The goal of this project was to use timber veneer as a starting point in order to develop a system which is based on material-specific properties and thus enables a high degree of morphological adaptation responding to external conditions. The design process was characterized by the close observation of a series of continuous, specific physical experiments and research regarding the material reactions to various loadings of mechanical forces; the data was compiled in a structured collection. Conclusions concerning the system-determining parameters such as assembly logic, manufacturing technique and environmental performance were drawn from these observations and measurements and served as a guide line for the further development.
After an initial analysis of the structural and material-specific properties of wood in general (growth process, adaptivity, etc.) a serious of experiments with the use of timber veneer strips was conducted, which aimed at the understanding of the bending- and torsional structural behaviour as well as the response of the workpieces to physical factors such as heat and humidity and its effect on the mechanical properties. The team developed a “catalogue of properties” (Eigenschaftskatalog) which served as a basis for the design development. After a definition of the starting material a series of differentiated phenotypes was generated. This was achieved through the manipulation of form-defining parameters (e.g. strip-geometry, glue-regions, etc.) which affected the overall geometry, which differed largely in performative capabilities. “Assembly rules” defined the generative process, which incorporated anisotropic and hygroscopic properties of the material and therewith ensured the individual configurations were aligned with the inherent material logic. Secondary, the amount of material used was a fundamental criterion. Thirdly, computer-based fabrication and assembly methods were integrated and a prototypical installation was realized with minimal technical effort in terms of tools or craftsmanship.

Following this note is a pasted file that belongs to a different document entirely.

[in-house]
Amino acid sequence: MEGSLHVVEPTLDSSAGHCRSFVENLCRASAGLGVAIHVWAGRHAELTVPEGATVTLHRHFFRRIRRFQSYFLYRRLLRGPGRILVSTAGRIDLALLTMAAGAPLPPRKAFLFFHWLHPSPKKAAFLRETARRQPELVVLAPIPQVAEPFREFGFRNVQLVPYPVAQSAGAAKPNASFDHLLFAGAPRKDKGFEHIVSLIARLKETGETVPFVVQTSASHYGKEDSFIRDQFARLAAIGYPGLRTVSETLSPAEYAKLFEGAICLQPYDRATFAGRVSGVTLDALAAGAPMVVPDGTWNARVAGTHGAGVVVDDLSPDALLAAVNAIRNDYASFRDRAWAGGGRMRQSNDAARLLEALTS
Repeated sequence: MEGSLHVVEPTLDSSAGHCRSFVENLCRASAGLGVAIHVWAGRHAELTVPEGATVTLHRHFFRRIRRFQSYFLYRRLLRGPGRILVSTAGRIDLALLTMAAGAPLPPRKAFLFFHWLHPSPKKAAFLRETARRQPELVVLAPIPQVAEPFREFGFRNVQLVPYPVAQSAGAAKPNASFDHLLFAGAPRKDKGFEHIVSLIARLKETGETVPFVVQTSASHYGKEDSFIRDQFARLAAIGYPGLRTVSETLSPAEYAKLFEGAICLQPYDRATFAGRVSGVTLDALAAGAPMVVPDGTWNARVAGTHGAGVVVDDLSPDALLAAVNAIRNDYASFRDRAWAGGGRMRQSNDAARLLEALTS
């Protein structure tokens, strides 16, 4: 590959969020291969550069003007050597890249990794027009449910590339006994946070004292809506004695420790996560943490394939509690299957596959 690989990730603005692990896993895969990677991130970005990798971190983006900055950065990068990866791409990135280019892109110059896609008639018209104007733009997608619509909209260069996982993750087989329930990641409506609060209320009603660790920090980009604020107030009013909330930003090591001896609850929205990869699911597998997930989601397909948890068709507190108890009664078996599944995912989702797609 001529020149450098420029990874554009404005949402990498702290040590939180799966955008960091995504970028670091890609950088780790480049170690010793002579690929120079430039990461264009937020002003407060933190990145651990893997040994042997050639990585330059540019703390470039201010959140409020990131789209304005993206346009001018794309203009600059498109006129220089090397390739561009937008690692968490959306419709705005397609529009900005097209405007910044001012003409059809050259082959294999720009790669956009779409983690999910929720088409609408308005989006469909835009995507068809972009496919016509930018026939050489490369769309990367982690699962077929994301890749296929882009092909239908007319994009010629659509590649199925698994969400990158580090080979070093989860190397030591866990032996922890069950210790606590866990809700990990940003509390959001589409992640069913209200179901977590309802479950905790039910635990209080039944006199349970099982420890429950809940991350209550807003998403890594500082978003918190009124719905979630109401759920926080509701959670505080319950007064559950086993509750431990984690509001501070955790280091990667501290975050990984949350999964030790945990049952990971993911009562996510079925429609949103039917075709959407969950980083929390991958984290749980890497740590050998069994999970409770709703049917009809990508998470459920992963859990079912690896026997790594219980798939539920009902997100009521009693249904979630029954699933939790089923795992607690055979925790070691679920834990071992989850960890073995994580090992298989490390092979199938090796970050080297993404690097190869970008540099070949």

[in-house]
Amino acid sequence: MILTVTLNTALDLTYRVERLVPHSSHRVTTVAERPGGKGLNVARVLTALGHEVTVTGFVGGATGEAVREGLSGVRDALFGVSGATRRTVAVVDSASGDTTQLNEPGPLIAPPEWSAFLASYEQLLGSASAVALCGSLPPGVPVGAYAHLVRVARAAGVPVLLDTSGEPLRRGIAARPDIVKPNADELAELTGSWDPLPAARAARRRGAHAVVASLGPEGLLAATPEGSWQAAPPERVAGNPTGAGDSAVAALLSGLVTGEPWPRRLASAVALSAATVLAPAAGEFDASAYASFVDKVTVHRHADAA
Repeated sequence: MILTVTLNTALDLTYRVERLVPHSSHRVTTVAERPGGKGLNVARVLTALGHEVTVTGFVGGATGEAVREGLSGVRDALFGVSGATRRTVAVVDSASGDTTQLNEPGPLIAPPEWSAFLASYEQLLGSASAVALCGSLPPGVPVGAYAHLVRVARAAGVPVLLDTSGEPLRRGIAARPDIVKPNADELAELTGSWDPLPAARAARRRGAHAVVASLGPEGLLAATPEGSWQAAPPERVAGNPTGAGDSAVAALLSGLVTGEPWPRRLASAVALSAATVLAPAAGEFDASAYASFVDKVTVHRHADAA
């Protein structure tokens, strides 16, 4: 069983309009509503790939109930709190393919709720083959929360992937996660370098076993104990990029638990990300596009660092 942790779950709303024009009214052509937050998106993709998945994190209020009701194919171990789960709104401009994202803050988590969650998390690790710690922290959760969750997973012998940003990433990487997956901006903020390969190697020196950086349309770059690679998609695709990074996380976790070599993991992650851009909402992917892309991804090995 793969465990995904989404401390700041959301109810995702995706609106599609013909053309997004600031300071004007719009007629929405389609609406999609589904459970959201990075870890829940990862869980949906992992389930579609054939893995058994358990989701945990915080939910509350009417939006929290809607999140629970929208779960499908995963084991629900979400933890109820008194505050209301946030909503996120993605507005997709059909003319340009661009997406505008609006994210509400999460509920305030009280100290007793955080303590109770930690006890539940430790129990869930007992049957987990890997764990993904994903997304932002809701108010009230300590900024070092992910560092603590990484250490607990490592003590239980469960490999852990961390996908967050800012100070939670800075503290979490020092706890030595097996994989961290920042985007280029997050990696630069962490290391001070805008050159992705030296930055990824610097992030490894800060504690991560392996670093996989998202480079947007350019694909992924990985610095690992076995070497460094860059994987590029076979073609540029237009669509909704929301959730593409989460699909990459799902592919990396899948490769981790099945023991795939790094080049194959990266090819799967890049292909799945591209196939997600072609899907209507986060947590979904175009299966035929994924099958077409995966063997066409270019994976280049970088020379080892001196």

This project achieved to prove the early stated hypothesis that through the integration of a material-specific assembly logic and minimal means of adaptive geometric variation of timber-veneer a material system can be developed which combines inherent structural capacities, simple fabrication methods without comprimizing a high degree of formal flexibility.
The prototype was shown as part of the BMW Exhibition “Freiräume Gestalten” in Munich and Berlin from September 2009 until February 2010.
Due to its anisotrophic microstructure, laterally bent timber strips can be assembled longitudinally to create a very rigid lightweight structure. The students also developed a strategy that allows for local bending in order to address complex shapes with a population of strips.
Material Systems I Studio Brief